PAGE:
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Unless you have been out of touch actually aboard the proverbial slow boat to China these last few years, you cannot fail to have marveled at the progress of the Chinese economy from fifth largest in the 1980’s to the second largest global economy behind only the US since 2011.

That growth started with the economic reforms of the 80’s which established special economic zones where private firms were allowed, and continued with later measures intended to open up China for investment and trade such as the re-opening of the Shanghai stock market for the first time in 40 years in 1989 and entry into the World Trade Organization in 2001.

Innovation as economic growth engine

More recently, the role that innovation can play in driving economic growth has been recognized and embraced by the Chinese Government and features heavily in the latest five year plans (FYP). The 12th FYP laid out a number of goals including investment in science and technology education and R&D, further development of China’s intellectual property rights system, tax breaks and monetary incentives to increase indigenous innovation. These initiatives have had notable results. R&D spending as a proportion of GDP has risen to 2.1% in 2015 which compares favorably with global standards. The 13th FYP builds on this by laying out principles of innovation, coordination, green development, opening up and sharing. Innovation is further emphasized in the “National Strategic Framework for Innovation-Driven Development” which lays out the framework to encourage industry leaders to build high-level R&D institutions and form a comprehensive R&D infrastructure.

Innovation does not occur in a vacuum. It is created, nurtured and realized by the collective efforts and collaboration of individuals within structured organizations. The most successful innovative organizations are leading the way to a better future with improved solutions to the most pressing of problems.

As an organization committed to accelerating the pace of innovation by providing trusted insights and analytics to customers around the world, Clarivate Analytics is proud to present its new report “2016 Top 100 Chinese Innovators” which aims to identify the leading 100 innovative organizations in China using the power of data analysis in an unbiased and scientific way.


Using our proprietary patent data, we assess four criteria to establish the innovation level of an organization. These are:

  • patenting volume;
  • success in obtaining granted patents;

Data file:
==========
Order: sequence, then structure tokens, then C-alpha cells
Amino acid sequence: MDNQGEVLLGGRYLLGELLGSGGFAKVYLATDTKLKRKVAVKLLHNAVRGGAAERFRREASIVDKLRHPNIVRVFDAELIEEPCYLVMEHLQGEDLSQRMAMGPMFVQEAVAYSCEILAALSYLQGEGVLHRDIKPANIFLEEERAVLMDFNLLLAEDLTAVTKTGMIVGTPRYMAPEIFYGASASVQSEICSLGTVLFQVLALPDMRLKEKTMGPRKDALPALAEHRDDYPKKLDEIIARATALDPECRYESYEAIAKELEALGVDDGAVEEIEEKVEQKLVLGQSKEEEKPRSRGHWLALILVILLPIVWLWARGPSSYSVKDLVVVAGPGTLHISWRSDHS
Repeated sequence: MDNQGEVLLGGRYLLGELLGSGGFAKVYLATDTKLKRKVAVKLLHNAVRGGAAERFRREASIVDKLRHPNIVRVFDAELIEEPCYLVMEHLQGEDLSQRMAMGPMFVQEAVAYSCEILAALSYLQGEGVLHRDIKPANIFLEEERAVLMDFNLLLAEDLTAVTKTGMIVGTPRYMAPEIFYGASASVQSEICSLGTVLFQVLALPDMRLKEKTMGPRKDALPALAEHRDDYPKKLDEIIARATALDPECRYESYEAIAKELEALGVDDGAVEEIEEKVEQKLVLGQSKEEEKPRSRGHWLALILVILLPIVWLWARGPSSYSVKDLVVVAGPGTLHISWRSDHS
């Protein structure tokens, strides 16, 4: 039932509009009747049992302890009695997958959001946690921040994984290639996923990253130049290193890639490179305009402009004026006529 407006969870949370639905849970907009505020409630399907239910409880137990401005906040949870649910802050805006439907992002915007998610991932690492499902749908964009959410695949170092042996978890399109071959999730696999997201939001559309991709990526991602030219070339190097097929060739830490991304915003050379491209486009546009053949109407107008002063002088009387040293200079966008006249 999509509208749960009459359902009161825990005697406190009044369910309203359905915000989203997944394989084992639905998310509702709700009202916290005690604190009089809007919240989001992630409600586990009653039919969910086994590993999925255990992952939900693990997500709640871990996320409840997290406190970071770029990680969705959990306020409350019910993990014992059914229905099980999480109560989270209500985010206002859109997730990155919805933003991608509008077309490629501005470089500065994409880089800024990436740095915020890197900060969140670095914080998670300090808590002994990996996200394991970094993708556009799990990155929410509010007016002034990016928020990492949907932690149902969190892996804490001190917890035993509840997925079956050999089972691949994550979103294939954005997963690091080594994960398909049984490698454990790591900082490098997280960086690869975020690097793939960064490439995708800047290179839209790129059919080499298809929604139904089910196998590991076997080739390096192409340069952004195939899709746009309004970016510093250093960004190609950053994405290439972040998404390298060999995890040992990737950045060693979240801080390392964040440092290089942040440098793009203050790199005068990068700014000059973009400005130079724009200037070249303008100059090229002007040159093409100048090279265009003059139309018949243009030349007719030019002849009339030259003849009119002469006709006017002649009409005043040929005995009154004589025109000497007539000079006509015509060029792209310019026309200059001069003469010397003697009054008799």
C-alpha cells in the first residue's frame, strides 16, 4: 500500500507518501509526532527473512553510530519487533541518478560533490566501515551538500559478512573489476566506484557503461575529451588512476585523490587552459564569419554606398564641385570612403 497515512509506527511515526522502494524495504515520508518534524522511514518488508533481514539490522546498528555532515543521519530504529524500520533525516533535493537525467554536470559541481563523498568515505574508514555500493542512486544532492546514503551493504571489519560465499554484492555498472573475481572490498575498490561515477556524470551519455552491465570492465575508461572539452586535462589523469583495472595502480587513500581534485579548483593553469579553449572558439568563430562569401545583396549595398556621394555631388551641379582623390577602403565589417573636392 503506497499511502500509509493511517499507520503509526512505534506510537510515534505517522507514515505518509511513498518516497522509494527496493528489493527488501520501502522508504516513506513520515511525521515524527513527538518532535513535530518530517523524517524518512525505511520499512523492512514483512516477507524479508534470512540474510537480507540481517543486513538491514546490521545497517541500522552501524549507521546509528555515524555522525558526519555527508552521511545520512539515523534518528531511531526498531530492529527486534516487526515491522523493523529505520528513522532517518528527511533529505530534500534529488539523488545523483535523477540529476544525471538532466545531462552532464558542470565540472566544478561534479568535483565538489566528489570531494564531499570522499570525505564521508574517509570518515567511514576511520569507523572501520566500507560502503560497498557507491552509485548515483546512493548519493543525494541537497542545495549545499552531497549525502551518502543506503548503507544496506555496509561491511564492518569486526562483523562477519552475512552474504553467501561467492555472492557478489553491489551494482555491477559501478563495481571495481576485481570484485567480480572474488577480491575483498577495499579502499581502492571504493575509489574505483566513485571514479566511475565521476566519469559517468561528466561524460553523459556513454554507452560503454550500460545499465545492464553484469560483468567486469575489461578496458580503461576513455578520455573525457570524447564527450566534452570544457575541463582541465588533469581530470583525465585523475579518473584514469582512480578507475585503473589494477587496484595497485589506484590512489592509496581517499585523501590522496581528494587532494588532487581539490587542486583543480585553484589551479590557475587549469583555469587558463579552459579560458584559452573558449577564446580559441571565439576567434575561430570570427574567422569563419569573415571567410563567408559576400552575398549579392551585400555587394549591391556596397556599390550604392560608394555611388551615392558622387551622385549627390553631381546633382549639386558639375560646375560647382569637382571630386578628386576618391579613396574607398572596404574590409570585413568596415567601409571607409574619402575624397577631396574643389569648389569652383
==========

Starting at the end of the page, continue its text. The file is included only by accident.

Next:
• globalization of patent filings; and
  • influence as measured by citations.

The scores for each of these metrics are merged to produce a combined score for each organization and this is used to determine the Top 100 most innovative Chinese organizations.

Key findings

This year’s Chinese Top 100 are from 23 different industries, ranging from traditional industries such as Primary Metals and Electricity, to emerging high tech industries such as Telecom Services and Media Internet. The Automotive sector takes top spot followed by Domestic Appliances and Electric Power Generation & Supply.

The Chinese Top 100 originate from a relatively concentrated range of locations in China. The headquarters for the 100 organizations on the list are in 15 of the 31 provinces of Mainland China, mostly in the eastern region. Beijing is unquestionably the innovation hub of the country with 43 companies on the list. The next most innovative province is Guangdong with 21 corporations. Shanghai, Shandong,Jiangsu, Zhejiang and Anhui all perform strongly.

The Chinese Top 100 overall shows a good mix of state-owned enterprises and private enterprises, but Media Internet industry is an especially good demonstration of innovation and strengths of private enterprises: all five Media Internet companies that make the list are private. These are the industry giants Baidu, Alibaba and Tencent (collectively known as “BAT”), a young player Xiaomi, and 360.com, dedicated to network security.

Globalization analysis shows clearly that Chinese companies are, in general, focusing more on protecting innovation in the domestic market with the average size of a patent family being only slightly above one patent filing per family. Notable exceptions to this include Huawei with filings across 16 countries globally and Alibaba with filings across 11 international regions.

The full findings, analysis and commentary are given in the report which is available at http://ip-science.thomsonreuters.com.cn/top100chineseinnovators/index.html  (in Chinese).